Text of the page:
Thinking Race: Migration, Representation, Appropriation in the Middle Ages and Beyond

Since Antiquity, race has conventionally been defined using biology and descent, climate and geography, physiognomy and skin color. Although it is now generally accepted that race is perceived in culturally specific ways, and embraces religion, language, customs, law, and culture, recent alt-right demonstrations in Charlottesville and elsewhere have shown that conventional stereotypes are very much alive. What is more, alt-right groups frequently sport medieval symbols and evoke imagined, racially pure, medieval nations to support their cause. This interdisciplinary workshop therefore has a particular urgency. It challenges us to think about race in both medieval and contemporary contexts, exploring intertwined aspects of migration, representation and appropriation.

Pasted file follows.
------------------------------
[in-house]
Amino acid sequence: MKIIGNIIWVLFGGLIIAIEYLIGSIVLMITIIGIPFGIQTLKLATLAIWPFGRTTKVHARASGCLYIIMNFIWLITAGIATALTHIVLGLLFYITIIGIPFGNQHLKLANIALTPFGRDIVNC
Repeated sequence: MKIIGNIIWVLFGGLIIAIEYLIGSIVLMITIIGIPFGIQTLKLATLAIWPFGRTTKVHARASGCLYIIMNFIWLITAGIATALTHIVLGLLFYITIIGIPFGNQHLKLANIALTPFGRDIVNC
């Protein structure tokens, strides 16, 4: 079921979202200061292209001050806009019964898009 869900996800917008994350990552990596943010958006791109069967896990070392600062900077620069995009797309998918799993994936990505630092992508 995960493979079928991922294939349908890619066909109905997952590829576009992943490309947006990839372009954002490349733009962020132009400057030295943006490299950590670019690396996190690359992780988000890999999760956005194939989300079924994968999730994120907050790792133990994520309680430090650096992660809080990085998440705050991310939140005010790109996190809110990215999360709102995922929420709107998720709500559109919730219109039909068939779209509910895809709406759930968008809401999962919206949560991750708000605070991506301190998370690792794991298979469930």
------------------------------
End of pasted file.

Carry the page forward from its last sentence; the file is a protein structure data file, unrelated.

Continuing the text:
Upcoming Borghesi-Mellon Workshops and Events

Madeline H. Caviness

Representations in the Middle Ages of Ethnic, Cultural and Physiological Difference, and Their Social Significance Then and Now
Emerita, Department of English, Tufts University
Oct 26
Hagen Room, Room 150, Department of Art History, Conrad A. Elvehjem Building
800 University Avenue
11:00 AM – 12:00 PM Thinking Race: Migration, Representation, Appropriation in the Middle Ages and Beyond

Madeline H. Caviness

From Magdeburg to Charlottesville via Munich
Emerita, Department of English, Tufts University
Oct 26
Conrad Elvehjem Building, L150
800 University Avenue
4:00 PM Thinking Race: Migration, Representation, Appropriation in the Middle Ages and Beyond
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